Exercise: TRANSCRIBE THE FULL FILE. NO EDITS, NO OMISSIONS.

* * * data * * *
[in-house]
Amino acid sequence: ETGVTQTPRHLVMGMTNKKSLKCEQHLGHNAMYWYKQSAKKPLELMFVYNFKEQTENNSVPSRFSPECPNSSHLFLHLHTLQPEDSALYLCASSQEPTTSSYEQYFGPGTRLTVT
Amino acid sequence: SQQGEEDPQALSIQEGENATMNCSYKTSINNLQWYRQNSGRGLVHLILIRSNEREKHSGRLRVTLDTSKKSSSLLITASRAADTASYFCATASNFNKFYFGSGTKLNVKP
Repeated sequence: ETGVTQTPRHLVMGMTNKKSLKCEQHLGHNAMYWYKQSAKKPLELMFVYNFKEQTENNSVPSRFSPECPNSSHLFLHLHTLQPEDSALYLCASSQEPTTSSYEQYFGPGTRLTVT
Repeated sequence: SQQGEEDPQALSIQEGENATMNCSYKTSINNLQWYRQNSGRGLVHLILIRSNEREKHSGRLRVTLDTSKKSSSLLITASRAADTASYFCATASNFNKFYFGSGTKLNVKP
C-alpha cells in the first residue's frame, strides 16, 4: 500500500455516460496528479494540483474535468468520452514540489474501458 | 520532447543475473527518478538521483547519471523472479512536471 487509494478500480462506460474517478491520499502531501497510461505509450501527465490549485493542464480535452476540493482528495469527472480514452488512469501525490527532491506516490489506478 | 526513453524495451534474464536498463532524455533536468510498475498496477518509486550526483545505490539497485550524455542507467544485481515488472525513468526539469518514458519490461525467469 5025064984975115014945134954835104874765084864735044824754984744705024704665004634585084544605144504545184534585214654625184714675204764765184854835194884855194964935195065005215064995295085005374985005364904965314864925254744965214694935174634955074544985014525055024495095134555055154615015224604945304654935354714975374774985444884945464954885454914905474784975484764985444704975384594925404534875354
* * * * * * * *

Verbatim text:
[in-house]
Amino acid sequence: ETGVTQTPRHLVMGMTNKKSLKCEQHLGHNAMYWYKQSAKKPLELMFVYNFKEQTENNSVPSRFSPECPNSSHLFLHLHTLQPEDSALYLCASSQEPTTSSYEQYFGPGTRLTVT
Amino acid sequence: SQQGEEDPQALSIQEGENATMNCSYKTSINNLQWYRQNSGRGLVHLILIRSNEREKHSGRLRVTLDTSKKSSSLLITASRAADTASYFCATASNFNKFYFGSGTKLNVKP
Repeated sequence: ETGVTQTPRHLVMGMTNKKSLKCEQHLGHNAMYWYKQSAKKPLELMFVYNFKEQTENNSVPSRFSPECPNSSHLFLHLHTLQPEDSALYLCASSQEPTTSSYEQYFGPGTRLTVT
Repeated sequence: SQQGEEDPQALSIQEGENATMNCSYKTSINNLQWYRQNSGRGLVHLILIRSNEREKHSGRLRVTLDTSKKSSSLLITASRAADTASYFCATASNFNKFYFGSGTKLNVKP
C-alpha cells in the first residue's frame, strides 16, 4: 500500500455516460496528479494540483474535468468520452514540489474501458 | 520532447543475473527518478538521483547519471523472479512536471 487509494478500480462506460474517478491520499502531501497510461505509450501527465490549485493542464480535452476540493482528495469527472480514452488512469501525490527532491506516490489506478 | 526513453524495451534474464536498463532524455533536468510498475498496477518509486550526483545505490539497485550524455542507467544485481515488472525513468526539469518514458519490461525467469 5025064984975115014945134954835104874765084864735044824754984744705024704665004634585084544605144504545184534585214654625184714675204764765184854835194884855194964935195065005215064995295085005374985005364904965314864925254744965214694935174634955074544985014525055024495095134555055154615015224604945304654935354714975374774985444884945464954885454914905474784975484764985444704975384594925404534875354